A student seeking teacher certification may choose to minor in education. The minor for secondary and k-12 education (except for music education students) consists of the following courses: Education 201, 209, 303, 405, and 476 (worth 3 course units). A student who elects to student teach during the Ninth Semester Option is not eligible for a minor in education, but still takes a concentration of courses in education leading to teacher certification. Additional course work is required for teacher certification.
The Educational Studies Minor
The Educational Studies minor allows students to explore education as a social, cultural, historical, psychological, and philosophical phenomenon through rigorous coursework and field experiences without earning teacher licensure. The minor is designed to prepare students to pursue licensure as part of a Master's degree program or through alternative routes to certification, should certification be desired after leaving the College. The Educational Studies minor is also designed to engage students in social policy issues related to education and to help students generally become more informed citizens by developing their understanding of the complexity of education. The exact program of study will be designed in collaboration with the students' Education Advisor and may include any 6 courses of interest related to a particular area of study. At least one course must be at the 300 level. Up to two courses offered in other departments may be approved by the Education Department to substitute for education coursework for the minor. Courses that carry credit for the Educational Studies minor must include a significant educational focus and be approved by the Education Department. Students also must create an electronic portfolio.
Courses currently available to Educational Studies students within the Education Department:
a) EDUC 209: Educational Foundations (Meets Conceptualizing Diversity)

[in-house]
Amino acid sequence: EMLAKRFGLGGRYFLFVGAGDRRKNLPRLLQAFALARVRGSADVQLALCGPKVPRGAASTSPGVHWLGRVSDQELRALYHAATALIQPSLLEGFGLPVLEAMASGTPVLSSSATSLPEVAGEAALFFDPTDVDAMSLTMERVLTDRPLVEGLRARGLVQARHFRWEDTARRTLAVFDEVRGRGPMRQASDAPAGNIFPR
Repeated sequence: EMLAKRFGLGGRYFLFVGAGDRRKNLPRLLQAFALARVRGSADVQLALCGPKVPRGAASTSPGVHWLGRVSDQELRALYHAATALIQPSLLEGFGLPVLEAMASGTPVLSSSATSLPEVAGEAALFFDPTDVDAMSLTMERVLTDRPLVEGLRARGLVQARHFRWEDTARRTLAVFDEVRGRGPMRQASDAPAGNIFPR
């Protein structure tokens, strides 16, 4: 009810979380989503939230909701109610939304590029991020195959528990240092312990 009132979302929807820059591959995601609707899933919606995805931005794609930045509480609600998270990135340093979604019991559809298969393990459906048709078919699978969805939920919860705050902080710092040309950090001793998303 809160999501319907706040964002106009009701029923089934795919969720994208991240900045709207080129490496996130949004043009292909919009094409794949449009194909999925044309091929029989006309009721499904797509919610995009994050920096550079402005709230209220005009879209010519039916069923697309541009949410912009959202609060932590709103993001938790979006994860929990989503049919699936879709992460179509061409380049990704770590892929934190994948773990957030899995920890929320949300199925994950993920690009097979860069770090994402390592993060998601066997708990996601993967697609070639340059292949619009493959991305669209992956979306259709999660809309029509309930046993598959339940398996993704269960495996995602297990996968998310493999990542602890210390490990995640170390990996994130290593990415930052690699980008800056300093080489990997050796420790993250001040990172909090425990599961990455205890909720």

b) EDUC 201: Educational Psychology (Meets Multiple Inquiries: Social Science)
c) EDUC 299: Language, Culture, and Immigration
d) EDUC 225 Creativity: Teaching, Learning & Cross Disciplinary Applications (Meets Integrative Thinking)
e) EDUC 220: Urban Education (Spring semester; Meets Conceptualizing Diversity and Integrative Thinking)
**Methods courses may also be selected. Many of these courses have a mandatory prerequisite of both EDUC 209 and EDUC 201 or permission of the instructor:
f) EDUC 306: Teaching Social Studies
g) EDUC 331: Comprehensive Literacy instruction
h) EDUC 336: Statistics for Classroom Assessment and Educational Research (no prerequisite; meets Quantitative, Inductive, and Deductive reasoning)
i) EDUC 340: Teaching Students with Diverse Needs
j) EDUC 350: School Science and Mathematics
Sample elective courses available to Educational Studies students outside the Education Department:
a) FYS 106-2: 29th in the World: Exploring Slipping American Achievement in the Sciences
b) FYS 179: Language in Multicultural America
c) IDS 250: Poverty, Education, & the American Dream
d) AFS 290: Language, Race, & Education
e) PSYCH 225: Developmental Psychology: Infancy & Childhood (prerequisite of PSYCH 101)
Other courses may be selected with approval from Education advisor.